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Would it be possible to force a webbrowser reducing render quality to increase speed? I want to show big html-structures (document.getElementsByTagName("*").length returns 661844 elements).

At the moment the website needs about 2.8s to load the content (~13MB but gzip compressed), but the DOMContentLoaded event is triggered about 46s after start - this is far to long. Between pressing the "start button" and the DOMContentLoaded event the browser doesn't respond and therefore I want to reduce the time.

any suggestions?

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Just 660k? Haha. Why not use AJAX? You won't be needing all these elements right from the start I reckon? –  EricG Aug 9 '12 at 11:22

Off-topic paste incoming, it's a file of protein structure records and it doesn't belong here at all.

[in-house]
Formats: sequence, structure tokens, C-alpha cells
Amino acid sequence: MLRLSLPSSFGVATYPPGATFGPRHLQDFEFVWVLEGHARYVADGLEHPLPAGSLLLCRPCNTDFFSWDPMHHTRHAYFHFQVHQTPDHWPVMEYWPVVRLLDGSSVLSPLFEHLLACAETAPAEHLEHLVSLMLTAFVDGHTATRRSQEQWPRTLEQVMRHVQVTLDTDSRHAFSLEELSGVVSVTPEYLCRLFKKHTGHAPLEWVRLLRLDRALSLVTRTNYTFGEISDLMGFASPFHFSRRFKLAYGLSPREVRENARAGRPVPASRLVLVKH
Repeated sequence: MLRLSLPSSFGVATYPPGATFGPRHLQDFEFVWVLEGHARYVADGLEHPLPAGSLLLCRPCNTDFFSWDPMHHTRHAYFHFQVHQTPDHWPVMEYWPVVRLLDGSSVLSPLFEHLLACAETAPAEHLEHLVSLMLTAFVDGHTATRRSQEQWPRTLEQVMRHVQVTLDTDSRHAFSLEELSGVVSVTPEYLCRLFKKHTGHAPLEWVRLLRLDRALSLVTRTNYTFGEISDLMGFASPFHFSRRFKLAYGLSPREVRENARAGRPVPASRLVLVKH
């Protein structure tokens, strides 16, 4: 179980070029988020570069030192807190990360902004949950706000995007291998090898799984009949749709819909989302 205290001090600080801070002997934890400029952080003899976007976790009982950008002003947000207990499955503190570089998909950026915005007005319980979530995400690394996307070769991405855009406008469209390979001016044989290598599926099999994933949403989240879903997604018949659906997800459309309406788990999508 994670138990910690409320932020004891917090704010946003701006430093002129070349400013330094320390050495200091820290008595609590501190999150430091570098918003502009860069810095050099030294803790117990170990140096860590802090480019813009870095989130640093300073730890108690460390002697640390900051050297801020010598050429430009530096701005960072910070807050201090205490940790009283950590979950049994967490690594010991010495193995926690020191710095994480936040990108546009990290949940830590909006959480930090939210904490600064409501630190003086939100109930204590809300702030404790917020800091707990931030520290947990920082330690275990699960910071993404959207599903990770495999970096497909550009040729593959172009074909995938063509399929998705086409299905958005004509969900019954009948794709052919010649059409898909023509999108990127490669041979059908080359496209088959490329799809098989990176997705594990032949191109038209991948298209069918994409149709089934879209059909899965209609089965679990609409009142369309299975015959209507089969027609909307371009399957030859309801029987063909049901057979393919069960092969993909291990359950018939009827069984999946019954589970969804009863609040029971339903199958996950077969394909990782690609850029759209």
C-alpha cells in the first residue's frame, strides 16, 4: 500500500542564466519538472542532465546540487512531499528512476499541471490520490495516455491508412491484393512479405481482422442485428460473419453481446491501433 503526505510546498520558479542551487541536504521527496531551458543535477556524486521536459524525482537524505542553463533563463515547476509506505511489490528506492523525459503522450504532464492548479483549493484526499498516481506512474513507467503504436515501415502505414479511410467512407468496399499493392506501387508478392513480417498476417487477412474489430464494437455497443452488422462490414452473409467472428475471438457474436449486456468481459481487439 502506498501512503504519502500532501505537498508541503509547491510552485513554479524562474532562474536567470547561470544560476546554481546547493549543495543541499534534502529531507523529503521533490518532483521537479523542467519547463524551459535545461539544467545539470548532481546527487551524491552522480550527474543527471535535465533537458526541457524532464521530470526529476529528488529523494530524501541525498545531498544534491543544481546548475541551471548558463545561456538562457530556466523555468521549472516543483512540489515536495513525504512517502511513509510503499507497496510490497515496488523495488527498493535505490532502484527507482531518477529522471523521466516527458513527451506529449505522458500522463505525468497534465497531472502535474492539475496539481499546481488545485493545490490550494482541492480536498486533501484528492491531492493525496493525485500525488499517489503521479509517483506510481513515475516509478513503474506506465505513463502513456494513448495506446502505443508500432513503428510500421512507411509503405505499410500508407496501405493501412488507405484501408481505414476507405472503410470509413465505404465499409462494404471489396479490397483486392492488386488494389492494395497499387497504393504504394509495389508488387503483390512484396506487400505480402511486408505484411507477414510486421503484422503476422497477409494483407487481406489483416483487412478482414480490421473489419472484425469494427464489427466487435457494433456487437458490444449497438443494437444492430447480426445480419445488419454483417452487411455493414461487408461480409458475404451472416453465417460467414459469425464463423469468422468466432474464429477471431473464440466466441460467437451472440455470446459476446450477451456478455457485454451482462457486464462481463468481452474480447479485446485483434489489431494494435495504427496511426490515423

ok, its a old laptop, but it takes still to long. Why Ajax? This would only change the way I receive the data, but it still has to be rendered. –  NaN Aug 9 '12 at 11:32
q@NaN: In most cases, you don't actually need all 660k elements right at the start of the page, instead you can simply AJAX a smaller chunk of data and load more as the user browses around. Forcing the user to download all 13MB of data before they can do anything is never a good user experience, especially if they really only need two of those items. –  Lie Ryan Aug 9 '12 at 11:42

1 Answer 1

up vote 1 down vote accepted

There is no such thing as "draft" rendering, but there are ways to prevent the browser from locking up: Prevent long running javascript from locking up browser

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